PositivePeople July 8, 2015 No Comments

He is a workhorse who knows his stuff inside out. Customers and suppliers alike respect his commitment to their needs. He is knowledgeable and will go the extra mile to help them, always. He is respected for the work he does and for the value he passes on to customers.

Sound like an ideal employee?

Actually no, because he terrorises some of those within the organisation with his aggressive, righteous, threatening and intimidatory behaviour.

It goes something like this:

The office is quiet and everyone is busy at their work stations. Out the blue comes the barking “WHY are you doing that? If I’ve told you once, I’ve told you a hundred times before, DON’T DO IT THAT WAY!”

A shake of the head and he’s gone.

The team sit in silence pretending this didn’t happen. The embarrassed victim looks down and tries to keep her composure but is obviously upset. She turns a bright red, shuffles her desk things nervously and then quickly scuttles out of the office. Her colleague quietly leaves and follows her. The regular routine of tears and angst follow.

As a responsible employer, what do you do?

This is a technically competent, committed employee who adds great value to the company. You don’t particularly want to upset him. Whilst
you may have pretended to ignore the incident and glossed over this type of unacceptable behaviour, the whispers around the office were enough to appear on your radar and you know you should have done something. It was just too hard! And, it is true, the guy is very difficult to confront.

The first thing to know is that you cannot leave this situation to stand as it does. Health and Safety requirements dictate that this
situation is addressed. Leaving it because it is too hard won’t do. There is a responsibility under the Health and Safety in Employment Act to ensure that you provide a safe work environment for all your team, and allowing this type of behaviour to exist is contrary to that. It also undermines the values and culture that you might be trying to create and maintain in your business.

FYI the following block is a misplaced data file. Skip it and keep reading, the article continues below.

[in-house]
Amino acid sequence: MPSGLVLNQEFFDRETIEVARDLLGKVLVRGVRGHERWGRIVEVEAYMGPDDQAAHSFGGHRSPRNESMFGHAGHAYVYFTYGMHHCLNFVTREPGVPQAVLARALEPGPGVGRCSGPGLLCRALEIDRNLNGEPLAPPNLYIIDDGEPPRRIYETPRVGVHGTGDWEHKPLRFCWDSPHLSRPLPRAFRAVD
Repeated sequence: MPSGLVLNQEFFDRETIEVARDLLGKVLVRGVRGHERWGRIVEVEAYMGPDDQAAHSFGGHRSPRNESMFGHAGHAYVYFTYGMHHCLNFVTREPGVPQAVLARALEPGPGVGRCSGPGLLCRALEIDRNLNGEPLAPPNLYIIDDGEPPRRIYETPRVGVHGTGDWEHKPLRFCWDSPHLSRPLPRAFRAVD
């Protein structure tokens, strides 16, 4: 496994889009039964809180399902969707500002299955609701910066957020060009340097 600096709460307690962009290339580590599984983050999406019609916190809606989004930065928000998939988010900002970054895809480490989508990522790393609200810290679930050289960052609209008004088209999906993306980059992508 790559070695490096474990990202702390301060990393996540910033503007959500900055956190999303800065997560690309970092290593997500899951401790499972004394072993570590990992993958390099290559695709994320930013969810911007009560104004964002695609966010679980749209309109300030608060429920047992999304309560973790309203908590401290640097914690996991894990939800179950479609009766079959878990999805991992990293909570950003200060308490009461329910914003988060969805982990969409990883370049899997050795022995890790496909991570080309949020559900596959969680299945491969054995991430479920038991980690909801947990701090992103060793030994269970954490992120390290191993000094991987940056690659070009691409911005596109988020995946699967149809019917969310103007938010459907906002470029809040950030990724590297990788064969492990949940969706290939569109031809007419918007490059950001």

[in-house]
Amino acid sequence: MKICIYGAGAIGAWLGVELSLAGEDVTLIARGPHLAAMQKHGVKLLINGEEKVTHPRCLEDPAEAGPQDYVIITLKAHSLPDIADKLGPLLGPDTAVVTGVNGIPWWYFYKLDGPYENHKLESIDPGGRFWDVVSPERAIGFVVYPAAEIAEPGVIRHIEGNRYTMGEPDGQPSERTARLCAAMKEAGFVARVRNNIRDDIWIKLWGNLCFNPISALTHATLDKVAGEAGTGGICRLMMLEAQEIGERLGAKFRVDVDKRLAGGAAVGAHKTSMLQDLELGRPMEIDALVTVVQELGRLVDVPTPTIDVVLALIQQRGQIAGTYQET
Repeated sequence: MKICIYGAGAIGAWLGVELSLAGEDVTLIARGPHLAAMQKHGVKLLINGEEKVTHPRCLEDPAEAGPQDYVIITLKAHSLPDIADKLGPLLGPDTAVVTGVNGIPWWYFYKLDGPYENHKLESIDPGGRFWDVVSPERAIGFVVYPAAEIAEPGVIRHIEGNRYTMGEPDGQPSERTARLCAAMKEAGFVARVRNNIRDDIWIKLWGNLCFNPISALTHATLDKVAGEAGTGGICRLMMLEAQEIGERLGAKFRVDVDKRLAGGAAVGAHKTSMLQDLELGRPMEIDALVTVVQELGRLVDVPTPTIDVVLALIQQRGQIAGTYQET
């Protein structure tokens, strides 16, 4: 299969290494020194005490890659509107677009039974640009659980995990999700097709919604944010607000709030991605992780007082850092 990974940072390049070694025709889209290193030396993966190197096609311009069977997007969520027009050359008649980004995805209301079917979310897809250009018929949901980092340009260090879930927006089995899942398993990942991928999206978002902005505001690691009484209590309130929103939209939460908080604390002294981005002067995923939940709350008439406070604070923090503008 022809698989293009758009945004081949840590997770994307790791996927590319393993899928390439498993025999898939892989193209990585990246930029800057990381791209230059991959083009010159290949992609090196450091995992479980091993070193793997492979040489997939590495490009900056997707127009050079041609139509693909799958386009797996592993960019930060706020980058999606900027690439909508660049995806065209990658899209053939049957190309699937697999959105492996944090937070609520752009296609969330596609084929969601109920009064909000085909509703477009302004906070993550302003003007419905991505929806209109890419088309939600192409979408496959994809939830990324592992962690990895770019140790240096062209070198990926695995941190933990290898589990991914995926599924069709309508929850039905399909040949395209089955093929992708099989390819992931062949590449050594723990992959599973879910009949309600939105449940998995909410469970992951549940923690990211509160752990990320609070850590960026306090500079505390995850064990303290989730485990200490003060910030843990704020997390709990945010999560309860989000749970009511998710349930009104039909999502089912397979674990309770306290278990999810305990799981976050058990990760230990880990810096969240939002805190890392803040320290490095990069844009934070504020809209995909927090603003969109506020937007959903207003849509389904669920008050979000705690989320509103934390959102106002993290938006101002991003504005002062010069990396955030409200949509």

It is an absolute non-negotiable that anyone in the business should not have to endure aggressive, threatening, abusive, intimidating, bullying or harassing behaviour from anyone in the organisation.

So, what are the solutions to this all too frequent problem?

Starting from the basics, within your foundation employment documents, there needs to be a Code of Conduct and a Health and Safety policy that clearly sets out the organisation’s behavioural expectations of employees. Bullying and Sexual Harassment policies also play their part in
setting standards of acceptable behaviour. Having appropriate documents properly established at the outset of employment provides the correct reference and starting point for the behaviour that you expect from employees. Reinforced by your Values and Culture Statement, you have a solid foundation from which to manage behaviour within the business.

Having these fundamental building blocks in place allows you to reinforce your behavioural (and performance) expectations at Performance
Reviews as appropriate. Additionally these can be re-stated, as required, at regular individual One-on-one meetings, Team Meetings and at State of Nation communication sessions. In this way you are regularly emphasising the importance of good behaviour at both an individual and group level, and keeping your Values top of mind.

For most, these communication channels are enough to set the boundaries of acceptable behaviour. However, it can often be that the hostile employee does not see their own behaviour as unacceptable and is simply blind in their righteousness, and views the achievement of the task as paramount, irrespective of the ructions that may result, if they even notice them.

If unacceptable behaviour does manifest itself, then the offending employee needs to be quickly brought into line. This usually only requires
a quiet, but very firm early word outlining the specific instance of unacceptable behaviour, drawing attention to the Code of Conduct and set of Values, accompanied by a reminder that any further instances will not be tolerated and will most likely result in the application of the disciplinary procedure.

Simply, the hostile team member needs to know very clearly and very early that whatever they are doing will not be tolerated. Problems with a hostile employee often fester because the behaviour is left and because the behaviour comes and goes, everyone hopes that it will simply “go away”. Unfortunately this passive inaction just encourages more of the same, and it is often the more junior staff who take the brunt of the bullying, threats or discourtesy. To condone such behaviour not only kills the positive culture in the business but is against the law. It is also manifestly unfair on the victims.

Anger and other forms of intimidatory behaviour in the workplace have no place and the responsibility to manage the hostile employee
rests fairly and squarely with the employee’s Manager who has daily contact and sees the unacceptable behaviour in operation. Sweeping it under the carpet or ignoring it is not an option. The Manager has to front up and deal with it.

Is your business condoning bad behaviour?

Positive People has a history of assisting businesses set up effective individual and group communication channels and policies to address this type of difficulty. Give us a call to talk through any issue you may have.

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